Failed AMD-Nvidia Merger, Take One
However, with the recent talk about Nvidia buying ATI, it would be only logical to go back at that point in time when AMD wanted to buy Nvidia. In fact, Nvidia was AMD's first choice for acquisition. At the time of negotiations, AMD's market cap was $23 billion, and Nvidia was worth somewhere in $11-13 billion range, or just about dead-even between merger and acquisition. We're talking about the second half of 2005, and AMD was looking into ways to respond to upcoming Intel threats called Nehalem and Larrabee. We learned that it all fell apart because of a fallout between Hector Ruiz and Jen-Hsun Huang, Nvidia's CEO. Huang wanted the CEO position, a position that Ruiz did not want to surrender. If that merger had gone through, we would probably have a monster semiconductor company right now, with Athlon 64, Phenom, Opteron and GeForce, Quadro and nForce dominating the market, regardless of the strength of weakness of some components in the package.
AMD turned its focus to ATI, and merger talks between AMD and ATI began at the very end of 2005. The deal was set to happen by March 2006, and it was publicly announced on July 24th, 2006. The Inquirer wrote an excellent analysis on the subject, but the fact remains that ATI was a second pick. If AMD had been smart enough, an acquisition of Ageia would have provided the company with a foothold in the physics segment, instead of constantly making two steps forward and one step back.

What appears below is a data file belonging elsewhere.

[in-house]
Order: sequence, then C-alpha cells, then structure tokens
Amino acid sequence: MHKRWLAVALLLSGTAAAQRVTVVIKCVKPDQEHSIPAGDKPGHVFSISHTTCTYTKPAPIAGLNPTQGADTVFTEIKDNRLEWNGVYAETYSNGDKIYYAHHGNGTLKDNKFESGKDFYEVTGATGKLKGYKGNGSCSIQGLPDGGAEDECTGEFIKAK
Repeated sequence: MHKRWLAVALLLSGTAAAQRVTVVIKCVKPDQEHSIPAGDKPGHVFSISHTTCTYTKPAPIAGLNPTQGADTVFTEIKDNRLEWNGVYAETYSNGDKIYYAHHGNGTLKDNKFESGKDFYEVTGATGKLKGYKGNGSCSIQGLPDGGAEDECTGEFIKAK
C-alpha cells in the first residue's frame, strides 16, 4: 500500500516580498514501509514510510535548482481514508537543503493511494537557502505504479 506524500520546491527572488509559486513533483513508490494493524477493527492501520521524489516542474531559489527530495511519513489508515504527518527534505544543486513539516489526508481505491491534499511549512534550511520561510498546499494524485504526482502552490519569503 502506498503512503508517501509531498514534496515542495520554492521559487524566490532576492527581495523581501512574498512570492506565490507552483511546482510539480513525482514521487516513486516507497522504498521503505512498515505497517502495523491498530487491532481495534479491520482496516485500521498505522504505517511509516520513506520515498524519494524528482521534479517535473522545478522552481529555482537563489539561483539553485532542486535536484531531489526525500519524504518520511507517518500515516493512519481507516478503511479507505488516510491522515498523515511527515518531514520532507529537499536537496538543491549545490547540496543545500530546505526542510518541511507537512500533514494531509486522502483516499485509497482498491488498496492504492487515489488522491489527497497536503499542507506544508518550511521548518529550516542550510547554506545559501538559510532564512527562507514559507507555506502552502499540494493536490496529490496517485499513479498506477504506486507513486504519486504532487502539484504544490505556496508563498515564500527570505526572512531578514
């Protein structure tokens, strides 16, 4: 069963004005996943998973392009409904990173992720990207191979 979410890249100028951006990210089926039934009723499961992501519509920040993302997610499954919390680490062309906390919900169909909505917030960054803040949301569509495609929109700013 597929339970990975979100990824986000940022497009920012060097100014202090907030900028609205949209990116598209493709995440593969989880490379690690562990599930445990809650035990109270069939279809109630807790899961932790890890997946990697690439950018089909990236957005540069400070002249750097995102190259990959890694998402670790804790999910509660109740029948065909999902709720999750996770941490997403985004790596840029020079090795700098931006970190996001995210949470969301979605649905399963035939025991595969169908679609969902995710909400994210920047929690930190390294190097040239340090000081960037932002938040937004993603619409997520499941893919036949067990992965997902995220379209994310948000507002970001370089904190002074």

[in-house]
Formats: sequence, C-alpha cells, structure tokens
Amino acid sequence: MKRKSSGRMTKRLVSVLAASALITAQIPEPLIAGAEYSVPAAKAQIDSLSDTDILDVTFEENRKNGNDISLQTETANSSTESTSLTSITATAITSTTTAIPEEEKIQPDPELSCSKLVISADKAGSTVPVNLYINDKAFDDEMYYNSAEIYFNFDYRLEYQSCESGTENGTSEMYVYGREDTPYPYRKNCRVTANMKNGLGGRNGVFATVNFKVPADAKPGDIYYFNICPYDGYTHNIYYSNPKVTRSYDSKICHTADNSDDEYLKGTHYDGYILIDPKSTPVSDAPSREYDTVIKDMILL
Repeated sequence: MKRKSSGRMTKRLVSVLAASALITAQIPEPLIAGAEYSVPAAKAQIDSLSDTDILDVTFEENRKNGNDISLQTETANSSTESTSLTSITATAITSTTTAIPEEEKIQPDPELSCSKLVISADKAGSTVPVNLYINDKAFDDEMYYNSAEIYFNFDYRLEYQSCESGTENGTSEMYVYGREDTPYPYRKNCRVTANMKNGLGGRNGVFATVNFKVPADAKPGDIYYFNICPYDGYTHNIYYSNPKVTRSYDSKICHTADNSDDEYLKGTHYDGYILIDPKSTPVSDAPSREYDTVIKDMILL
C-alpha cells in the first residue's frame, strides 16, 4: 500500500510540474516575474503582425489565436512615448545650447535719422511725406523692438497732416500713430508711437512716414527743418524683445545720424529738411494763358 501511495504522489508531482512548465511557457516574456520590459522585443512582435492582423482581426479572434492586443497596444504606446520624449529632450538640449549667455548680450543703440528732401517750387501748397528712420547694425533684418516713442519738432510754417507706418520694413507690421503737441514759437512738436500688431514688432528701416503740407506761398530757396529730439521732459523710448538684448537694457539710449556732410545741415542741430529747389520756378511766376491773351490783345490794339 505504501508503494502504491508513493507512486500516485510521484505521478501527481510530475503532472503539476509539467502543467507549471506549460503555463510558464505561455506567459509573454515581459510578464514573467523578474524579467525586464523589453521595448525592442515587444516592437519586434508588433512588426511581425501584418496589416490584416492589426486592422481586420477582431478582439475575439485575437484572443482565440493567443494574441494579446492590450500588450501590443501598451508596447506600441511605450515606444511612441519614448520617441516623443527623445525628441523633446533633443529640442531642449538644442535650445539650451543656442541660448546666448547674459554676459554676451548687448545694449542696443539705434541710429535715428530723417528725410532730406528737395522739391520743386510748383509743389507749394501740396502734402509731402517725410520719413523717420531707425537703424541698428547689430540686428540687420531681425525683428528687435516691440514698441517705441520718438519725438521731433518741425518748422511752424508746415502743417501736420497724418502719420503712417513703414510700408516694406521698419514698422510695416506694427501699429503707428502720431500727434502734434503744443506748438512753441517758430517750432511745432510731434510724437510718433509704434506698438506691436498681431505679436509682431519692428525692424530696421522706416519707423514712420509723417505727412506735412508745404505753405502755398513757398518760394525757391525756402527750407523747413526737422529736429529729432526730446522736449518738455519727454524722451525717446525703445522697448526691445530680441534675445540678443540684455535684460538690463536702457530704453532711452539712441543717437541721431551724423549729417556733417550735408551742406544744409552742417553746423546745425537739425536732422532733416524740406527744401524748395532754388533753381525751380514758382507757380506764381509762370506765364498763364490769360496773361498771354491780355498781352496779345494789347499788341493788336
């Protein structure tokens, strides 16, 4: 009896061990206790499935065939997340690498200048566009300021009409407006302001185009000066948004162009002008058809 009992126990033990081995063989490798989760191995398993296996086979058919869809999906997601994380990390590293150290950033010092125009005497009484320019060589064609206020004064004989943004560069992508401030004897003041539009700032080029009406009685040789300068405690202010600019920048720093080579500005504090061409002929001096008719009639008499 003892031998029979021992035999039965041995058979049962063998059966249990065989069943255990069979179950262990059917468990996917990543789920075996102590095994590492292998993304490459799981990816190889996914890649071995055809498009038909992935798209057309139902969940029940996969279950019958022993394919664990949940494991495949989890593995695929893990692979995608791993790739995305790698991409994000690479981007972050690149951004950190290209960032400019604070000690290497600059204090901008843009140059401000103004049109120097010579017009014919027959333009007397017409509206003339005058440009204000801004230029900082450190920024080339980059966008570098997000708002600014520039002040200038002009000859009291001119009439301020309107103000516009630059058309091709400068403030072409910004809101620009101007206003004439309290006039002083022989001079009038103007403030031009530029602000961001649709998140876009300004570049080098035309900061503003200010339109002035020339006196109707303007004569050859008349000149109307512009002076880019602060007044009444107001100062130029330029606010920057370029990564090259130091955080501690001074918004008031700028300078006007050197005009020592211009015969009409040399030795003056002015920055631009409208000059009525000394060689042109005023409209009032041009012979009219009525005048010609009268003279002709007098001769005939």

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Here's a curveball. Why doesn't Comcast move into the chip world? Comcast just threw a bunch of money at Clearwire for WiMax deployment, which is to provide one more avenue of pushing content. What if they controlled content, distribution and the end user's equipment via low-cost HTPCs, much like they control the cable box (for the most part, considering the failures of CableCard). This would be a scary situation for MS, Sony and particularly Nintendo (and likely the consumer :p). Bundle Gaming (via HTPC), VoIP over WiMax and cable/fiber, DTV and HS Internet. Vertical integration is the name of the game, not horizontal aquisition, i.e. IBM.Reply
Interesting article. One thing you didn't mention about an acquisition by NVidia are the significant regulatory hurdles to overcome, i.e., antitrust. Such a merger would create a pretty big monopoly in the add-in graphics market.Reply